Tales Of Arise – Game Review

Tales Of Arise

(available on PlayStation 5, PlayStation 4, Xbox Series X and S, Xbox One and PC)
(PC version used for review)

Despite the fact that I am a very big JRPG fan, further evidenced by the fact that over half of my reviews this year have been from games in said genre (I admit I’m slightly obsessed), I have very little knowledge on the Tales series. While I have been very interested in trying to get into the series for a few years now, the most I can say about the games is that I’ve played about five hours of Tales of Berseria (which I really need to get back to as it is really good). So, when I first heard about Tales of Arise, I thought it would be the perfect opportunity to finally try and see why this series is so beloved. The game was first revealed at e3 2019, with an original release window of 2020, though it ended up getting delayed and was eventually released on 10th September 2021 for the PlayStation 5, Xbox Series X/S and Microsoft Windows.

In Tales of Arise, the world of Dahna had been invaded and, with the help of creatures named Zeugles, was overtaken by the world of Rena over three centuries ago, leading to all of Dahna’s inhabitants becoming slaves to their Renan oppressors. You take on the role of Alphen (or Iron Mask at the start), a Dahnan slave within the realm of Calaglia, who doesn’t remember a thing about his past and has the inability to feel pain. One day he comes across a Dahnan resistance group called the Crimson Crows, after capturing a woman called Shionne Vymer Imeris Daymore, a Renan bearing a curse that causes harm to anyone who touches her, that she calls her Thorns. When the Crimson Crows’ stronghold is attacked by Renan soldiers, Alphen learns that Shionne carries a Master Core, which produces a sword made from molten fire named the Blazing Sword, which only he is able to wield because of his lack of pain. Because of this, and because their goals align with one another, Alphen and Shionne reluctantly form an alliance, with the goal to eradicate the Renan Lords of Dahna’s five realms and to finally free the Dahnan people. While the story may sound basic and somewhat generic, I can guarantee it’s anything but. With great characters and world building, and plenty of twists and turns that I didn’t see coming, the story this game has is actually pretty damn good. 

The game’s presentation is great. The character models look clean and very distinctive, all of them do a really good job at drawing out the characters personalities and are a perfect blend of simple and grandiose. The environments aren’t really anything new, each realm focuses on a different element (or a different astral energy type in the games case), but each one uses that to its advantage, having elements like the earth realm Elde Menancia having a lot to do with nature, or the water realm Ganath Haros being very swamp like. The voice acting is also very good as well, each actor really brings out the feelings and personality of their character and almost makes a lot of the corny dialog work… almost. One thing I was excited for with this game was the soundtrack after one of the songs was played at the Summer Game Fest 2021, and it did not disappoint. The soundtrack was very grandiose, whether you were in a battle or just wandering the world, but also knew when to be quiet and sombre, it reminded me very much of something I would hear in a Final Fantasy game, which is a massive compliment.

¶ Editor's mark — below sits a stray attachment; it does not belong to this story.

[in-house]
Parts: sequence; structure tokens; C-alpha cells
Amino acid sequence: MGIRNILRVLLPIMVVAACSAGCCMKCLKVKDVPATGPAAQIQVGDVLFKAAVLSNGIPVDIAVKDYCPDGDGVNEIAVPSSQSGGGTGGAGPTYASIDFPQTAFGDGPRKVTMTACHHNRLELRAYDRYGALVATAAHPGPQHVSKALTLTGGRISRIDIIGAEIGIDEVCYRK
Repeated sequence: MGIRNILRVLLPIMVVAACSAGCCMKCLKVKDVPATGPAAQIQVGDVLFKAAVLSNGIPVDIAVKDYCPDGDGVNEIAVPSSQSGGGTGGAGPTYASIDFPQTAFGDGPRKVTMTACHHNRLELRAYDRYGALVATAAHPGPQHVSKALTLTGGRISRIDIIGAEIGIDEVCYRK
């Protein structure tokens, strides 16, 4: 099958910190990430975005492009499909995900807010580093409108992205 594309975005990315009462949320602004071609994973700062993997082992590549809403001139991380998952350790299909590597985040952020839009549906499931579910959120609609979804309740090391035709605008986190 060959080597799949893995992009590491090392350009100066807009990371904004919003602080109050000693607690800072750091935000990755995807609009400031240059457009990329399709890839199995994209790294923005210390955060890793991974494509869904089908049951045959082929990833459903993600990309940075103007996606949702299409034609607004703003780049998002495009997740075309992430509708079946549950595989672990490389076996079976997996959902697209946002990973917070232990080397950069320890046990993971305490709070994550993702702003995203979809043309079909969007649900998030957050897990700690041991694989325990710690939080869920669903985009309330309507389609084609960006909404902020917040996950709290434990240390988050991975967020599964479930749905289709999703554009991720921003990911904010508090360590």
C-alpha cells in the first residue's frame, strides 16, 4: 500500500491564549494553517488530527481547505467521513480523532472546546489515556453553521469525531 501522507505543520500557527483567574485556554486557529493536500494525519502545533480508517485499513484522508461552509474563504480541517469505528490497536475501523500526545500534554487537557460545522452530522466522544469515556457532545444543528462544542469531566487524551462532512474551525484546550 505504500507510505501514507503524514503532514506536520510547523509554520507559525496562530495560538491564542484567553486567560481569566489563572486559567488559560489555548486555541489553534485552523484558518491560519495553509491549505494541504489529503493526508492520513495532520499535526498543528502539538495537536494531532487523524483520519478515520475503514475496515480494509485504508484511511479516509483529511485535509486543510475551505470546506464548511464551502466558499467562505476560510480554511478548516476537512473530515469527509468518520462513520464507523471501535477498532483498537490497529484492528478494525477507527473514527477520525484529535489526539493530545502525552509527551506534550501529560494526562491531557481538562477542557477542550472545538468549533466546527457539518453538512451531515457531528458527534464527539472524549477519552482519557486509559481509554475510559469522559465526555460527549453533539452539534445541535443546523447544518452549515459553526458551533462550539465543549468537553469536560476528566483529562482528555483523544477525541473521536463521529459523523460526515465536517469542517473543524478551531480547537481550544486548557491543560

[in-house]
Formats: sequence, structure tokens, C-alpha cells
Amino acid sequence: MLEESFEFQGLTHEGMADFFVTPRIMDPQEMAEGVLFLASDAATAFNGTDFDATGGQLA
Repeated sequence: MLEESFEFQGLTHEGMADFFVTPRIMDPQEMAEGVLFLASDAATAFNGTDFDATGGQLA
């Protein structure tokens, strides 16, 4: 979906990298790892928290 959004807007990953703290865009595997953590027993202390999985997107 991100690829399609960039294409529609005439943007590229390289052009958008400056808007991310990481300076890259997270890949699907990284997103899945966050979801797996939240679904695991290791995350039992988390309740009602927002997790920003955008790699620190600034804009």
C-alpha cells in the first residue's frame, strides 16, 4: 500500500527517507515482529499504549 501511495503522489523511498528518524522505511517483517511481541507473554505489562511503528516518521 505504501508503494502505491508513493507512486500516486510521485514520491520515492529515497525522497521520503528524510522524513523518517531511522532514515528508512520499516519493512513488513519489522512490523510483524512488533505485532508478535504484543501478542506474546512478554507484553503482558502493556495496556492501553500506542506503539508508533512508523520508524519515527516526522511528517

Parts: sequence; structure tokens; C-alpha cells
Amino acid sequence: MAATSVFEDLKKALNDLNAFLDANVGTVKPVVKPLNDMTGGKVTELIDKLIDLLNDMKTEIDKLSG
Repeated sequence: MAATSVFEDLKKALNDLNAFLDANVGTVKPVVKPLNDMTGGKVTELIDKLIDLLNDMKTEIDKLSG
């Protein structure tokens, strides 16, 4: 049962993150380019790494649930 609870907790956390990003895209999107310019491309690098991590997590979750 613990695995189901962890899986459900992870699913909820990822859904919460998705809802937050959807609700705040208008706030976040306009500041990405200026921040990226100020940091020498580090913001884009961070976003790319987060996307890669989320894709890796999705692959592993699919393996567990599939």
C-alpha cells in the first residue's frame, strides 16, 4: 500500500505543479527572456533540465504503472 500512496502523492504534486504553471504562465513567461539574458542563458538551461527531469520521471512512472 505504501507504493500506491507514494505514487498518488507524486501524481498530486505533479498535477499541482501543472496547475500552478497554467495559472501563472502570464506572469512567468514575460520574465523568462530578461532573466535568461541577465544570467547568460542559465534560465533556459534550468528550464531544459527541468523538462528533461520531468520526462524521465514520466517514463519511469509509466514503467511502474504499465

Just like with Neo: The World Ends with You, the game is an action heavy JRPG, focused on encounters against small groups of enemies fought in real time. Combat takes place on a small plain, focusing on enemy weakness and character utilities to take the enemies down. The main mechanic to these encounters are Artes – a feature that is very iconic to the series. Each character has their own set of Artes that they can either learn by unlocking them on skill trees or by simply learning them in battle. Artes are, to put it simply, special attacks that are exclusive to certain characters, they utilise certain elements that enemies can either be weak or resistant against, they can buff up the character that used it or another party member, or they’re just cool looking attacks that deal a little more damage than your normal attack. Using Artes requires you to use up points from that character’s AG meter (or Soul Gauge as some call it) – which is pretty much this game’s (and the series’ for that matter) substitute for a mana bar – which will be refilled automatically very quickly and you’ll be able to increase it as you proceed through your adventure. The one exception to this are Healing Artes, which also use up CP, which can only be replenished by either resting or using items. When it comes to using Artes, Alphen is the most unique. When you use an Arte with Alphen, if you hold the button you’ll be able to perform a second attack with the Blazing Sword that deals a large amount of fire damage, however, doing so will require Alphen sacrificing a small amount of his health so keep that in mind when using it. While the AI controlled characters are able to use whatever Artes they want, the character you control will only be able to perform three ground and three airborne (six in later game) that you can swap around both in and out of combat, and you’ll even be able to decide on what Artes your allies perform when you’re not controlling them, just in case there’s one or two that you don’t want them to use. 

Using Artes will also increase the chance of breaking an enemy. By breaking an enemy, it’ll be more susceptible to your attacks, letting you bring it into the air easier for example, and will increase the Boost Strike Meter. Once that meter is full, you’ll be able to perform a Boost Strike – a flashy attack which involves two of your characters combining their efforts to perform – which will kill the enemy instantly while also dealing a ton of damage to opponents in its vicinity.